This infographic was found alongside the article linked to above, and can be found here.

The article wraps up discussing the "male mystique," that is, how men are bound within their sex to particular roles and expectations:
Just as women who display “masculine” ambitions or behaviors on the job are often penalized, so are men who engage in traditionally female behaviors, like prioritizing family involvement. Men who take an active role in child care and housework at home are more likely than other men to be harassed at work. Men who request family leave are often viewed as weak or uncompetitive and face a greater risk of being demoted or downsized. And men who have ever quit work for family reasons end up earning significantly less than other male employees, even when controlling for the effects of age, race, education, occupation, seniority and work hours. Now men need to liberate themselves from the pressure to prove their masculinity. Contrary to the fears of some pundits, the ascent of women does not portend the end of men. It offers a new beginning for both. But women’s progress by itself is not a panacea for America’s inequities. The closer we get to achieving equality of opportunity between the sexes, the more clearly we can see that the next major obstacle to improving the well-being of most men and women is the growing socioeconomic inequality within each sex.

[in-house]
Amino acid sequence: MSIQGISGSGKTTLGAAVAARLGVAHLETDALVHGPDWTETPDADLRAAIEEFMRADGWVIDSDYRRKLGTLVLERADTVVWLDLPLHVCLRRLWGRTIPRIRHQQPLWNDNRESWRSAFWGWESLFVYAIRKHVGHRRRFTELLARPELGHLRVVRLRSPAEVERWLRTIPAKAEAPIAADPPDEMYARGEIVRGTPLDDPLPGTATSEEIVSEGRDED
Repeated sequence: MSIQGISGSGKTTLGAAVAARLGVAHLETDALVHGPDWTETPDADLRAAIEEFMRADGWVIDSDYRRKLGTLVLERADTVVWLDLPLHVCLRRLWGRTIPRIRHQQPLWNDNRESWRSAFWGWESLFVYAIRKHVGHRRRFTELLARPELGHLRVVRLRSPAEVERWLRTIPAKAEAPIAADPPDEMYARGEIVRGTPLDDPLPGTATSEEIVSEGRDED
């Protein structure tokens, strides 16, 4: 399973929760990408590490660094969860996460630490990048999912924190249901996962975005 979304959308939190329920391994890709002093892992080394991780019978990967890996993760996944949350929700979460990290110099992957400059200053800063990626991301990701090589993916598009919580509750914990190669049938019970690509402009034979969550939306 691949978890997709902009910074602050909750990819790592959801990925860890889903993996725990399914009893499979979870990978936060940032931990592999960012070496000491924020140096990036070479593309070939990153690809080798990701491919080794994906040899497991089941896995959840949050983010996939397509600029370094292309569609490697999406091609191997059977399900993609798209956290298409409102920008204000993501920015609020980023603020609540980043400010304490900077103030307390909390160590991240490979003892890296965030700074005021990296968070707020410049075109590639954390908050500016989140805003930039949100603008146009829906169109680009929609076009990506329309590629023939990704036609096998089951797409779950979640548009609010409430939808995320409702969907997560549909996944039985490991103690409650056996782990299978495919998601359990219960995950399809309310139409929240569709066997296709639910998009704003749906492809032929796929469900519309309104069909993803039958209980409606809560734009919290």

What do you think?

Friday, September 14, 2012

Review: The Hunger Games

The Hunger Games
The Hunger Games by Suzanne Collins

My rating: 5 of 5 stars

People have been telling me for years to read The Hunger Games, and I seriously should have listened much earlier. I was finally able to get a copy at the library two days ago, and of course stayed up until almost 3:00 am reading last night. The last time I remember staying up late because I couldn't put a book down? College.

YA literature is always going to have a certain feel to it, especially sci-fi, but this was possibly the most enjoyable book I've read all year. I think it helped that I went into the book fairly blind. For once, my disinterest in the general media and inability to find time to listen to NPR have served me well!

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Thursday, September 6, 2012

Maternal Thinking vs. Maternal Instinct

I read through Motherhood and Feminism by Amber E. Kinser two weeks ago. I was reviewing my notes this afternoon and came across this quote, which I absolutely love: